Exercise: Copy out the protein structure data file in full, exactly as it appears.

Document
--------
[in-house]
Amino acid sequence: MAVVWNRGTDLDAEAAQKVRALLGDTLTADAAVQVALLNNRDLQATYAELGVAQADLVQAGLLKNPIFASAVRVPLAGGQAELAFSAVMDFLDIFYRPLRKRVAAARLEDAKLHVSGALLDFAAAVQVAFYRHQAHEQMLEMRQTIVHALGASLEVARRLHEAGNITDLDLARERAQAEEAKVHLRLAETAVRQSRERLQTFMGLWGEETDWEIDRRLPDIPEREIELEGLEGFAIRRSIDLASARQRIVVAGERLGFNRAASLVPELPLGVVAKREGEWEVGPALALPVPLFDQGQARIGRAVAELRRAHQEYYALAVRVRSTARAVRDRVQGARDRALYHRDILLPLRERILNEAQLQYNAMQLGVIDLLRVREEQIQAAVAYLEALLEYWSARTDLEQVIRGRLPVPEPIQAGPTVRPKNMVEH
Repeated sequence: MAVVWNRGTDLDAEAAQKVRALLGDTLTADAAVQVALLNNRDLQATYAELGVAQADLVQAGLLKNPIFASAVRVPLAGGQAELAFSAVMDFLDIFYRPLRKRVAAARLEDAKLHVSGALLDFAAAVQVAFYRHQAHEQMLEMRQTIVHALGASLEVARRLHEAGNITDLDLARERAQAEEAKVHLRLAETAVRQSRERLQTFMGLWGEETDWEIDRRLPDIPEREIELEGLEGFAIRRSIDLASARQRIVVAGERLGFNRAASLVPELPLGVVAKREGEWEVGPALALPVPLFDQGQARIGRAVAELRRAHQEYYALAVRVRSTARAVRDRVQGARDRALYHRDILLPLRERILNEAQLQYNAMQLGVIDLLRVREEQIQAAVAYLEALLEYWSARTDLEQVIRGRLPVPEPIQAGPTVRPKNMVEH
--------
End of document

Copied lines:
[in-house]
Amino acid sequence: MAVVWNRGTDLDAEAAQKVRALLGDTLTADAAVQVALLNNRDLQATYAELGVAQADLVQAGLLKNPIFASAVRVPLAGGQAELAFSAVMDFLDIFYRPLRKRVAAARLEDAKLHVSGALLDFAAAVQVAFYRHQAHEQMLEMRQTIVHALGASLEVARRLHEAGNITDLDLARERAQAEEAKVHLRLAETAVRQSRERLQTFMGLWGEETDWEIDRRLPDIPEREIELEGLEGFAIRRSIDLASARQRIVVAGERLGFNRAASLVPELPLGVVAKREGEWEVGPALALPVPLFDQGQARIGRAVAELRRAHQEYYALAVRVRSTARAVRDRVQGARDRALYHRDILLPLRERILNEAQLQYNAMQLGVIDLLRVREEQIQAAVAYLEALLEYWSARTDLEQVIRGRLPVPEPIQAGPTVRPKNMVEH
Repeated sequence: MAVVWNRGTDLDAEAAQKVRALLGDTLTADAAVQVALLNNRDLQATYAELGVAQADLVQAGLLKNPIFASAVRVPLAGGQAELAFSAVMDFLDIFYRPLRKRVAAARLEDAKLHVSGALLDFAAAVQVAFYRHQAHEQMLEMRQTIVHALGASLEVARRLHEAGNITDLDLARERAQAEEAKVHLRLAETAVRQSRERLQTFMGLWGEETDWEIDRRLPDIPEREIELEGLEGFAIRRSIDLASARQRIVVAGERLGFNRAASLVPELPLGVVAKREGEWEVGPALALPVPLFDQGQARIGRAVAELRRAHQEYYALAVRVRSTARAVRDRVQGARDRALYHRDILLPLRERILNEAQLQYNAMQLGVIDLLRVREEQIQAAVAYLEALLEYWSARTDLEQVIRGRLPVPEPIQAGPTVRPKNMVEH